China’s plans to build 2,000 megawatts of solar thermal power using technology from a California company, eSolar, will also include the construction of biomass power plants to generate electricity when the sun sets.
The solar and biomass plants will share turbines and other infrastructure, reducing the projects’ cost and allowing around-the-clock electricity production, according to Bill Gross, eSolar’s chairman.
“That supercharges the economics of solar,” said Mr. Gross in a telephone interview, noting that the addition of biomass generation will allow power plants to operate at 90 percent of capacity.
Under terms of the deal announced Saturday in Beijing, eSolar will license its “power tower” technology to Penglai Electric, which will manage the construction of the power plants over the next decade.
Another Chinese company, the China Shaanxi Yulin Huayang New Energy Company, will own and operate the first projects to be built in the 66-square-mile Yulin Energy Park in northern China.
A local shrub grown in the surrounding region to fight desertification, called the sand willow, will supply fuel for the biomass power plants, according to Penglai Electric.
“It’s an economical use of a resource that’s already in place,” said Nathaniel Bullard, a solar analyst with Bloomberg New Energy Finance, a research and consulting firm. “That’s a very savvy move, rather than attach an energy storage system to the solar project.”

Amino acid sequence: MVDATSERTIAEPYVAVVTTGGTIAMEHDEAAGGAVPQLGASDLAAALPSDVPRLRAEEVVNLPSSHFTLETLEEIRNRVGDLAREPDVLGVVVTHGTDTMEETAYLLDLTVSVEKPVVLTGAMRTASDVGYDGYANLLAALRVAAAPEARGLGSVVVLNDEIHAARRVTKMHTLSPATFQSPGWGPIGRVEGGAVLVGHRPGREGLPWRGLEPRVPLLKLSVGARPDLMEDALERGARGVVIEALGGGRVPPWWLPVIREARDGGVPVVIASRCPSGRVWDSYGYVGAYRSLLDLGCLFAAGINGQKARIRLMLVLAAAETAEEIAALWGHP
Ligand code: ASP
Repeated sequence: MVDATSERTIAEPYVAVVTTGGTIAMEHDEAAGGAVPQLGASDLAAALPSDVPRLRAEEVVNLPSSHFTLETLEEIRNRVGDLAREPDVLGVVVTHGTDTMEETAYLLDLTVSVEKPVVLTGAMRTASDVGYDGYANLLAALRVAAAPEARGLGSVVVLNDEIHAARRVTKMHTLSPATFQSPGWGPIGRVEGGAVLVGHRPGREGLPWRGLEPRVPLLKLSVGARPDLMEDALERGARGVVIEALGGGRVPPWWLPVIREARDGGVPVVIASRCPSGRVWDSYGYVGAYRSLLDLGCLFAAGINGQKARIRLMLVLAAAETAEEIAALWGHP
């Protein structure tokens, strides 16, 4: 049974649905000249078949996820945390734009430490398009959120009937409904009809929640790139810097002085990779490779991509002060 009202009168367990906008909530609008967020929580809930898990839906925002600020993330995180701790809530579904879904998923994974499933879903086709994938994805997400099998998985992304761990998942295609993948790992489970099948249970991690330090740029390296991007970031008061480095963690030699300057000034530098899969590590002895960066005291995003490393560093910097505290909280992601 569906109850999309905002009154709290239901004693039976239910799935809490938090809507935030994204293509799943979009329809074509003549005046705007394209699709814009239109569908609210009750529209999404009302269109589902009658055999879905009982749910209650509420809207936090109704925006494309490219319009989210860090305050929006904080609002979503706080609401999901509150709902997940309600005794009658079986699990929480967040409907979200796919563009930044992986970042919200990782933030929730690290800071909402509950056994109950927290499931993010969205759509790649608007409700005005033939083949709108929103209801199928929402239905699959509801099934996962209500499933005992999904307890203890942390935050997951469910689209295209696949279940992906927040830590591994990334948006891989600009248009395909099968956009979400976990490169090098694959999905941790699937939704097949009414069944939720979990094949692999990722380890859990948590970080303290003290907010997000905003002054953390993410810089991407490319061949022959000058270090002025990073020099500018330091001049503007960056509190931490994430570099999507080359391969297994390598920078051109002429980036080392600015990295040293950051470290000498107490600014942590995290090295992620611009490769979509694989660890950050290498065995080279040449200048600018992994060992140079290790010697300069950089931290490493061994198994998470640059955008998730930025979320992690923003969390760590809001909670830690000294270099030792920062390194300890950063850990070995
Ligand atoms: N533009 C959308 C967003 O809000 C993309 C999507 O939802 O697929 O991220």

(A 107-megawatt project in California being developed by a Portuguese developer plans to use a similar biomass hybrid solar design.)
As The Times’ Keith Bradsher pointed out in his story, one issue with solar power plants in China is the large amount of land they require.
Eric Wang, a spokesman for Penglai Electric, wrote in an e-mail message that the relatively small footprint of an eSolar plant compared with other solar technologies proved attractive to the Chinese developer of the $5 billion project.
ESolar’s power plants deploy fields of mirrors called heliostats to focus the sun’s rays on a water-filled boiler that on a tower. The heat vaporizes the water and the resulting high-pressure steam is piped to a power block, where it drives an electricity-generating turbine.
The company uses a software control system and imaging technology to control 176,000 small mirrors that form arrays at its standard 46-megawatt power plant. The software positions the mirrors to create a virtual parabola to focus the sun on the receiver tower. That allows eSolar to make the mirrors cheaply and pack them close together to reduce the size of the power plant.
Mr. Gross noted that in California unskilled workers need 15 minutes training to learn how to install the solar fields. “In China, they wanted to use untrained labor as well,” he said.